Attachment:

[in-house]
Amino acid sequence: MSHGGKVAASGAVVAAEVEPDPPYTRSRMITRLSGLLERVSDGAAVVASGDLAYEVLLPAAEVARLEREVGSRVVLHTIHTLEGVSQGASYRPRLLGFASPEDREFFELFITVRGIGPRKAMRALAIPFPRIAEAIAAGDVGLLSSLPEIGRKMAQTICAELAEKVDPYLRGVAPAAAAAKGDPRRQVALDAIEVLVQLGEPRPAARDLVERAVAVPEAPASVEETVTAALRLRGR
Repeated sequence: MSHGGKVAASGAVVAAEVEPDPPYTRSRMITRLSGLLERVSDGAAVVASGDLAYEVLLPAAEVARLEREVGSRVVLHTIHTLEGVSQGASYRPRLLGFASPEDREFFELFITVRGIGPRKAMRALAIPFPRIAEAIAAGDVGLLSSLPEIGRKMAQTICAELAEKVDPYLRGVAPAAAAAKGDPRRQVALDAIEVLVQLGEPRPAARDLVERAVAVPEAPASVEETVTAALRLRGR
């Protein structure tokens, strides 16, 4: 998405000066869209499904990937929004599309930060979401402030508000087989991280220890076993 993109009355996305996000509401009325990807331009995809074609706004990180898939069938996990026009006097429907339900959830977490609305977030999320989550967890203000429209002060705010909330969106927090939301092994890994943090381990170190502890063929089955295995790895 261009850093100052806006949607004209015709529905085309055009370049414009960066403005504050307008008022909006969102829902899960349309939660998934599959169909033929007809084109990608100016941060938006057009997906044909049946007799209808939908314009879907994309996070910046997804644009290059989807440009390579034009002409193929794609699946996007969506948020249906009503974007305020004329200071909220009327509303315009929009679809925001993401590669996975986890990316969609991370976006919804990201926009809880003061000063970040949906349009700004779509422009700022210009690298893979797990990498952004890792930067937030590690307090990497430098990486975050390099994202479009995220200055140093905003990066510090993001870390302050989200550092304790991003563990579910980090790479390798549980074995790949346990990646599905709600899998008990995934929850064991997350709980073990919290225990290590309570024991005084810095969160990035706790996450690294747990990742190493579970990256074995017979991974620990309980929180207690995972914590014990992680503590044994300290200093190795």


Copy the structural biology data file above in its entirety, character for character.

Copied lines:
[in-house]
Amino acid sequence: MSHGGKVAASGAVVAAEVEPDPPYTRSRMITRLSGLLERVSDGAAVVASGDLAYEVLLPAAEVARLEREVGSRVVLHTIHTLEGVSQGASYRPRLLGFASPEDREFFELFITVRGIGPRKAMRALAIPFPRIAEAIAAGDVGLLSSLPEIGRKMAQTICAELAEKVDPYLRGVAPAAAAAKGDPRRQVALDAIEVLVQLGEPRPAARDLVERAVAVPEAPASVEETVTAALRLRGR
Repeated sequence: MSHGGKVAASGAVVAAEVEPDPPYTRSRMITRLSGLLERVSDGAAVVASGDLAYEVLLPAAEVARLEREVGSRVVLHTIHTLEGVSQGASYRPRLLGFASPEDREFFELFITVRGIGPRKAMRALAIPFPRIAEAIAAGDVGLLSSLPEIGRKMAQTICAELAEKVDPYLRGVAPAAAAAKGDPRRQVALDAIEVLVQLGEPRPAARDLVERAVAVPEAPASVEETVTAALRLRGR
């Protein structure tokens, strides 16, 4: 998405000066869209499904990937929004599309930060979401402030508000087989991280220890076993 993109009355996305996000509401009325990807331009995809074609706004990180898939069938996990026009006097429907339900959830977490609305977030999320989550967890203000429209002060705010909330969106927090939301092994890994943090381990170190502890063929089955295995790895 261009850093100052806006949607004209015709529905085309055009370049414009960066403005504050307008008022909006969102829902899960349309939660998934599959169909033929007809084109990608100016941060938006057009997906044909049946007799209808939908314009879907994309996070910046997804644009290059989807440009390579034009002409193929794609699946996007969506948020249906009503974007305020004329200071909220009327509303315009929009679809925001993401590669996975986890990316969609991370976006919804990201926009809880003061000063970040949906349009700004779509422009700022210009690298893979797990990498952004890792930067937030590690307090990497430098990486975050390099994202479009995220200055140093905003990066510090993001870390302050989200550092304790991003563990579910980090790479390798549980074995790949346990990646599905709600899998008990995934929850064991997350709980073990919290225990290590309570024991005084810095969160990035706790996450690294747990990742190493579970990256074995017979991974620990309980929180207690995972914590014990992680503590044994300290200093190795």